my strategy isn’t working.

December 17, 2007 at 8:19 am (community)

for a while now, i’ve been trying to counter the irresponsibility of my friends and community by organizing more effectively. since the interest shown in my workshops and events was not being translated into support or even attendance, i tried to pin a few people down, to ensure beforehand that, if nothing else, the culmination of my hard work would not be me, bored and frustrated, sitting alone in a room. again. it’s happened so many times, and every one eats that little bit more out of my organizing capacity, my self confidence and my faith in humanity. is all of humanity this enthusiastic but fickle? i don’t know, but i’m finding little around me to suggest anything else.

so after six in a row of these highly anticipated workshops a while ago – some my girlfriend of the time showed up for, which helped with the boredom but not the more serious frustration – i decided to only run things when someone else has decided the date. that way, at least that person could be relied on. but no. i ran my generally very popular rubber and latex workshop at a particular time for my housemate, and she forgot about it. she expected me to remind her. my recent tap workshop got four rsvps but only one showed up to dance, and it wasn’t the friend who had asked me to run it. she had warned me a couple of hours early that she was stuck at work and didn’t know when she’d make it, but that’s the last i’ve heard from her. now the sewing day i organized to catch up with an old friend will hopefully go ahead with at least a few people, but she will be absent, and has sent me several eight am text messages working up to this fact. after a month or two of planning but the date being set less than a week ago.  some solutions include postering king st, sending out reminders and charging fees – beforehand. these would possibly all help, but they raise the workload considerably, and they’re all unpalatable tasks for me. i could do it all if i had someone to help, but finding that, while single, is even harder. i need something else.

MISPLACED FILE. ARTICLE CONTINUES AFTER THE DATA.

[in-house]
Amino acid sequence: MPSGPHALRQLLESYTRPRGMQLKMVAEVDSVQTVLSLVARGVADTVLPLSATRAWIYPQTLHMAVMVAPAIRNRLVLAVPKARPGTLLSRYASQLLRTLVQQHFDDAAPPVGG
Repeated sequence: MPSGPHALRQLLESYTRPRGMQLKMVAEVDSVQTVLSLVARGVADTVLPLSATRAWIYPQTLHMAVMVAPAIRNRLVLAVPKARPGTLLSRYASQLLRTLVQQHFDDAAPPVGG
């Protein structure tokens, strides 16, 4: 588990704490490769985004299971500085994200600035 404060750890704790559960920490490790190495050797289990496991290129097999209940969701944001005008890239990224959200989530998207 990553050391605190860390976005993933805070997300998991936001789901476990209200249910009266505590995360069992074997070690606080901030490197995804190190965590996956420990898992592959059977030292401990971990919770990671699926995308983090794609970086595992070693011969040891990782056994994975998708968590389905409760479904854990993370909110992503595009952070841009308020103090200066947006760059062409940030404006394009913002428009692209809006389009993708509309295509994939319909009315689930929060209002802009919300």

couple all this with careful management of a friendship with someone i know is only coming to grips with the concept of reliability, and random issues like coffee with a friend cancelled due to migraine – though with a day’s notice no less! – and it’s all a bit much. these problems are natural and absolutely understandable – in isolation. but when the trend nears a hundred percent, there’s something seriously wrong.

i was talking about this with someone recently. we talked of travelers and demanders. i am a traveler – i go to other people, they don’t come to me. i make allowances, i try to organise. i tell people that there will always be another time. i’m afraid that if i don’t, i won’t see the people i want to see, who i consider to be my friends, and i’ll be lonely again. it might be extreme but it’s not entirely untrue, i have been very lonely in my life.

i have always resisted wanting to be a demander. the term i found reflects how i feel about the role, but i can’t see a middle ground, and i’m sick of doing that much traveling. i need to look after myself, i want to be valued for what i myself value.


1 Comment

  1. Anna Aniston said,

    I think that you can be both a traveller and a demander – to swap roles occaisionally. Let some people come to you. Accept that people are drawn to you, because you are wonderful, valuable, special.

    You just need to notice.

    As for people not coming to your workshops… most people are assholes some of the time. Some people do genuinely care about you, though. Even though they may be assholes sometimes. Some people just commit too much, and some people actually feel bad about getting something for nothing.

    I think we all
    have to learn the difference between the ones worth putting up with, and the ones not worth putting up with.

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